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August 1, 2011

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45% of couples 'don't want 2nd child'

EVEN if the one-child policy was relaxed, almost half of Shanghai couples would be reluctant to have a second child, according to research.

Some 45 percent of families are put off by the high cost of raising children, a study released yesterday by the Shanghai Academy of Social Sciences found.

The report said local families spent 31,760 yuan (US$4,934) on their offspring on average last year.

That accounts for more than 50 percent of disposable income for 10 percent of the 1,200 families with children under the age of 12 polled.

Child-related expenses - including education, food and clothes - have put parents under great economic pressure. Some 35 percent of those surveyed felt it's a heavy burden to raise children.

The report also found that white-collar workers busy with work have little time and experience to look after their children.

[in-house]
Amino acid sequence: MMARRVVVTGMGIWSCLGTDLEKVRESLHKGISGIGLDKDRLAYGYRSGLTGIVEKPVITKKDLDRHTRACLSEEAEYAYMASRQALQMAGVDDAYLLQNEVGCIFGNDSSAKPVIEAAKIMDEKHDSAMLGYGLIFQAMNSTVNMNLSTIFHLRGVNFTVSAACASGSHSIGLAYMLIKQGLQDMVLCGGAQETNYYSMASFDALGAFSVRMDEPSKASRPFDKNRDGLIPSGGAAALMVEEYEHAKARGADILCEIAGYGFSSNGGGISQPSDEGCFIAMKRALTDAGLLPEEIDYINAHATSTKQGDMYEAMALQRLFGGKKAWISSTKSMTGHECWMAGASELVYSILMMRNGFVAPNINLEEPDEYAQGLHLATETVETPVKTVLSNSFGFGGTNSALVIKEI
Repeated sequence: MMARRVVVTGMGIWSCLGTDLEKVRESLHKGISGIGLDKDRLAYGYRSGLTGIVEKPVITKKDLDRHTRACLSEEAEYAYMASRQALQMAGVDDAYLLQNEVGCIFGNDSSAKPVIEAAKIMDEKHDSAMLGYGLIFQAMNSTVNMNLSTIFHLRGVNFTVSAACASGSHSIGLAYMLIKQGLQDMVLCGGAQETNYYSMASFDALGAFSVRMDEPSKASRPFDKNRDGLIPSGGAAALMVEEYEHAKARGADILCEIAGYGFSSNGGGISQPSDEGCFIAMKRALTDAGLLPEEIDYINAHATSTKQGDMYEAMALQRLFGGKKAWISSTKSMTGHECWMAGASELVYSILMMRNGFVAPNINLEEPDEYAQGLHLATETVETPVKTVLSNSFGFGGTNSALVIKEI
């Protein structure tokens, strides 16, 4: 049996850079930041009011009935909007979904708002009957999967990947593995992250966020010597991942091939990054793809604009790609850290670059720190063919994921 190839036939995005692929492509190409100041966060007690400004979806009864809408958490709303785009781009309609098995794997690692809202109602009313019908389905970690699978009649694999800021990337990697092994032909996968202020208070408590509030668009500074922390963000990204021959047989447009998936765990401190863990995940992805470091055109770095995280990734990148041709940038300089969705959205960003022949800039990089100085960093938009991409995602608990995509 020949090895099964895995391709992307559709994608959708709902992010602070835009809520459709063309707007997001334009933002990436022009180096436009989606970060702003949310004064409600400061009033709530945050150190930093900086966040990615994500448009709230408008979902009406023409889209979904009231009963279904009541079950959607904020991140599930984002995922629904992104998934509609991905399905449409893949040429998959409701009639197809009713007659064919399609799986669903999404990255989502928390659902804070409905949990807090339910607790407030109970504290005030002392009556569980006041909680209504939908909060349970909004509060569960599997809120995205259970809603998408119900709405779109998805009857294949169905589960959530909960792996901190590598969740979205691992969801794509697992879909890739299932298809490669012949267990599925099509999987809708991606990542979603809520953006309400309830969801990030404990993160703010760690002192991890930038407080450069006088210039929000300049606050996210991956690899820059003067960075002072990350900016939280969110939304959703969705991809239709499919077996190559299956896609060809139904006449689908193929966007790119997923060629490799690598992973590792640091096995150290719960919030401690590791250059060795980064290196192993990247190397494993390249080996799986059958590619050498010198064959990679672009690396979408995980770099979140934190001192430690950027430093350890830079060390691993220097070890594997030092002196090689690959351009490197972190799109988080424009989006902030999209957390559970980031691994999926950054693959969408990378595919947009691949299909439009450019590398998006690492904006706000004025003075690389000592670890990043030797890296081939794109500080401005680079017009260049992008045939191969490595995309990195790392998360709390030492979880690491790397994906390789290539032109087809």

About 30 percent of respondents said that they suffer great stress taking care of their children.

The researchers also discovered that locals with permanent residence certificate, or hukou, are less likely to have a second child, compared to those with residence permits.

"Locals have higher requirements for raising kids and non-locals have higher endurance to hardship," said Yang Xiong, an SASS researcher.

Researchers found nearly half of migrant parents have left their children alone at home, while only 36 percent of local families have.

"My parents take care of my daughter when my wife and I are at work," said local father Brady Wu.

Many non-local families are at a disadvantage as they have no such extended family support in the city, Yang said.

The report also found that nearly 13 percent of children aged under three have been left at home alone, with the figure increasing to more than 20 percent for those aged between three and six.

Yang said this is very dangerous and that children younger than 12 should never be left at home alone.


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